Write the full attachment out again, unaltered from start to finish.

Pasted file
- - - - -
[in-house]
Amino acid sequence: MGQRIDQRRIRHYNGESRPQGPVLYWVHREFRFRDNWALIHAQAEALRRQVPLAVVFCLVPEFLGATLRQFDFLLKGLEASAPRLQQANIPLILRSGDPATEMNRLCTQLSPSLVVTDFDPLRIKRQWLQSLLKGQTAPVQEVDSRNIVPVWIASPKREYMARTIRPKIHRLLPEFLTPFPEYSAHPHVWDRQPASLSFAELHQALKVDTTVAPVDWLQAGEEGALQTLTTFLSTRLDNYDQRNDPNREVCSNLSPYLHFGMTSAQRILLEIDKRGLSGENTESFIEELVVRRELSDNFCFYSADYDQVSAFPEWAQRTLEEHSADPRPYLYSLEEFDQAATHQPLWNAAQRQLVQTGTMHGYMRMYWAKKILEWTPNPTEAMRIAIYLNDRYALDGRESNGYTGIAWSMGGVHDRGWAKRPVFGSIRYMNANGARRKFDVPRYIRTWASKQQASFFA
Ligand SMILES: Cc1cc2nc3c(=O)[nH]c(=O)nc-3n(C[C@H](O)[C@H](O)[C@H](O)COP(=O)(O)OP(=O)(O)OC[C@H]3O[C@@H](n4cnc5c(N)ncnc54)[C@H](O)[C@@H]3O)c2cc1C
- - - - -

[in-house]
Amino acid sequence: MGQRIDQRRIRHYNGESRPQGPVLYWVHREFRFRDNWALIHAQAEALRRQVPLAVVFCLVPEFLGATLRQFDFLLKGLEASAPRLQQANIPLILRSGDPATEMNRLCTQLSPSLVVTDFDPLRIKRQWLQSLLKGQTAPVQEVDSRNIVPVWIASPKREYMARTIRPKIHRLLPEFLTPFPEYSAHPHVWDRQPASLSFAELHQALKVDTTVAPVDWLQAGEEGALQTLTTFLSTRLDNYDQRNDPNREVCSNLSPYLHFGMTSAQRILLEIDKRGLSGENTESFIEELVVRRELSDNFCFYSADYDQVSAFPEWAQRTLEEHSADPRPYLYSLEEFDQAATHQPLWNAAQRQLVQTGTMHGYMRMYWAKKILEWTPNPTEAMRIAIYLNDRYALDGRESNGYTGIAWSMGGVHDRGWAKRPVFGSIRYMNANGARRKFDVPRYIRTWASKQQASFFA
Ligand SMILES: Cc1cc2nc3c(=O)[nH]c(=O)nc-3n(C[C@H](O)[C@H](O)[C@H](O)COP(=O)(O)OP(=O)(O)OC[C@H]3O[C@@H](n4cnc5c(N)ncnc54)[C@H](O)[C@@H]3O)c2cc1C